I learned the importance of knowing when to plant the hard way. When I first started gardening, my garden REALLY STRUGGLED. Seeds would sprout and grow, but then temperatures would climb (or fall) and the plants would die before harvest time.
It took time to realize that although the soil was good and I was watering, my timing was wrong. Knowing where to look for accurate planting information was difficult. However, once I found and started using a planting guide meant for my area, I began having successful harvests.
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Why do I need a planting calendar to tell me when to plant?
Every vegetable, herb, fruit, and flower has a preferred growing temperature. Some crops prefer cooler weather and tolerate a little frost; others need warmer weather to grow well and would die in frosty conditions. Plants are happiest and grow best when they are planted at the ideal soil temperature and growing conditions.
Planting crops at the right time is a crucial part of gardening. However, the best time to plant varies greatly by region. A big part of gardening success is learning the unique growing conditions of your area.
For example, in many parts of the United States, Mother’s Day (mid-May) is the best time to plant tomatoes. However, if you plant tomatoes on Mother’s Day in the low desert of Arizona, your plants will not have time to get established before the extreme heat of summer.
In the low desert, tomatoes are planted in late February or March with another planting window when the monsoon rains begin in late July and August.
How can I find a planting calendar that tells me when to plant for my area?
Using a reliable planting guide developed for your area gives you the greatest chance of success.
To find a planting guide or calendar for your area:
- Ask experienced gardeners in your area.
- Contact your local extension office (linked below) to help determine the best time to plant. Many extension offices have planting calendars linked on their website. Temperatures and climate can vary widely within a state; look for the county extension office closest to you if possible.
- Local nurseries can be an excellent resource for planting dates and information.
- If you can’t find a planting guide for your area, there are still ways to determine the best time to plant. Use your first and last frost dates to make your planting calendar. This knowledge is a good starting point. Many crops give you an average planting date, such as “2 weeks before/after your last frost date”.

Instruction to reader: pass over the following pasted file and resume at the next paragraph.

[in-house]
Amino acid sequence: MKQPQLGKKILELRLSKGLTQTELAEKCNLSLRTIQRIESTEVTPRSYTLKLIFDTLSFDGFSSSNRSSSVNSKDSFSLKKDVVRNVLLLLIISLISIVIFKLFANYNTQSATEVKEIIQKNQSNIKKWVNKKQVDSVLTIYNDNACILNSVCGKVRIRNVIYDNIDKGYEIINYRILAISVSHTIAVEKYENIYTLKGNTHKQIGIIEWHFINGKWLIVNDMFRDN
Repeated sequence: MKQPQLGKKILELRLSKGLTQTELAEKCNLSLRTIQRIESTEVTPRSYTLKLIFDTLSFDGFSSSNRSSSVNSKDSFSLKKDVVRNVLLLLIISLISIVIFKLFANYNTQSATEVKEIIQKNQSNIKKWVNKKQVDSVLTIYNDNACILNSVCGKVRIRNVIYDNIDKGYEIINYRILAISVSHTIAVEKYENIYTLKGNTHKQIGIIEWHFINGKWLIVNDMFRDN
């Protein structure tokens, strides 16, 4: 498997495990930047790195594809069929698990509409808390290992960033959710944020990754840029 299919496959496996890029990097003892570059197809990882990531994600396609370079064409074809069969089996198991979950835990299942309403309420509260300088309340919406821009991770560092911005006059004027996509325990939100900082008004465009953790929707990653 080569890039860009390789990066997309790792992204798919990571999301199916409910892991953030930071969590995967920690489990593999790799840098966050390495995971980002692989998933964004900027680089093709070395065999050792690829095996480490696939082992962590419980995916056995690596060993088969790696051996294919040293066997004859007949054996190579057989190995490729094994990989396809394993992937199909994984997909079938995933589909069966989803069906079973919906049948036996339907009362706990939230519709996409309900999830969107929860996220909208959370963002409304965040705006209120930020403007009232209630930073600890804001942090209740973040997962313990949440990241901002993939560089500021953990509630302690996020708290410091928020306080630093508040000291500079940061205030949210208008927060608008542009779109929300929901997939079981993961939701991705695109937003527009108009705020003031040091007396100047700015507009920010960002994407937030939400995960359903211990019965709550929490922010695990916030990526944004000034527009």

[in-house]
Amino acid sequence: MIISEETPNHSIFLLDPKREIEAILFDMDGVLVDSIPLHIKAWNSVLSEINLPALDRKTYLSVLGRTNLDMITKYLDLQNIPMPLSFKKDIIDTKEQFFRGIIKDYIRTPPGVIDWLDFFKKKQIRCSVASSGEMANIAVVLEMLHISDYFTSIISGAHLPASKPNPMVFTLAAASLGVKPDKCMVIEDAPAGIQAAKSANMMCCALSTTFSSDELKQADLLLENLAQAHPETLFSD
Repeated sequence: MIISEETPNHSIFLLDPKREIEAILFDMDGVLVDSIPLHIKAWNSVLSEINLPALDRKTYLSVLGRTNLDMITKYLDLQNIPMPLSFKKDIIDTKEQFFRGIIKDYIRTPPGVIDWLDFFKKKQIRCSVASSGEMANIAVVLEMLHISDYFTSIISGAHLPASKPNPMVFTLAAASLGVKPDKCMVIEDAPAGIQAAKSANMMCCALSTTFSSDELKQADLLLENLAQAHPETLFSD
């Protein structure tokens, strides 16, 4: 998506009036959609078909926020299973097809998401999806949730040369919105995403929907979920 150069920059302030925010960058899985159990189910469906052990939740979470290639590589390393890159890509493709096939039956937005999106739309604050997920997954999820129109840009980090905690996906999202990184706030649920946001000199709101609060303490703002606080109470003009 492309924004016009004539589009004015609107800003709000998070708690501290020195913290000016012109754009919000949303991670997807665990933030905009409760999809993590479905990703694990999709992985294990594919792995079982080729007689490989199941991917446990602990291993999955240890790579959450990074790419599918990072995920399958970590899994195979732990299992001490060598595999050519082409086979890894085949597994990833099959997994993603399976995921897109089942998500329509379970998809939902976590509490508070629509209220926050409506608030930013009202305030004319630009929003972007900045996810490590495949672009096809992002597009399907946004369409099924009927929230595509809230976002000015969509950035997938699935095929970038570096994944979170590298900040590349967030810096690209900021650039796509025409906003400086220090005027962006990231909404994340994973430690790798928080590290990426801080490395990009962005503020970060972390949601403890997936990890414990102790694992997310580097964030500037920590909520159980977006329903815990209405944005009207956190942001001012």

How can I find my average frost dates?
It is important to know your average first and last frost dates. To find your dates, go to www.almanac.com/frostdates/.
What is my “growing season”?
The number of days between your last and first frost date is your “growing season”. Colder areas have a shorter growing season than warmer areas. Understanding the length of your growing season allows you to select vegetable varieties well-suited to your area.
How can I find my hardiness zone?
For fruit trees and perennial plants, it is also important to know your USDA growing zone. To learn your zone, go to https://planthardiness.ars.usda.gov/ and enter your zip code.
Awareness of your growing zone helps you know which fruit trees will survive outdoors or if containers need to be brought inside during cold months.
List of Extension Offices by State:
Click on a state name to go to the extension website for that state. Most extension offices have planting guides and other growing information linked within their website.
Credit to https://www.almanac.com/ for compiling this list.
If you live in the low desert of Arizona, I have several planting guide resources:
When I first started gardening, I didn’t know where to go for correct information about when to plant here in the low desert of Arizona. Now that I am learning when to plant from resources like the University of Arizona Extension Office and my own experience, I’m passionate about sharing what I’ve learned.
A blog post with seed starting dates and information.
A perpetual planting calendar. Each month has a planting guide (letter boards) for the vegetables, herbs, and flowers to plant outside in the low desert of Arizona.
Seed box planting date labels that list the indoor and/or outdoor planting dates for vegetables.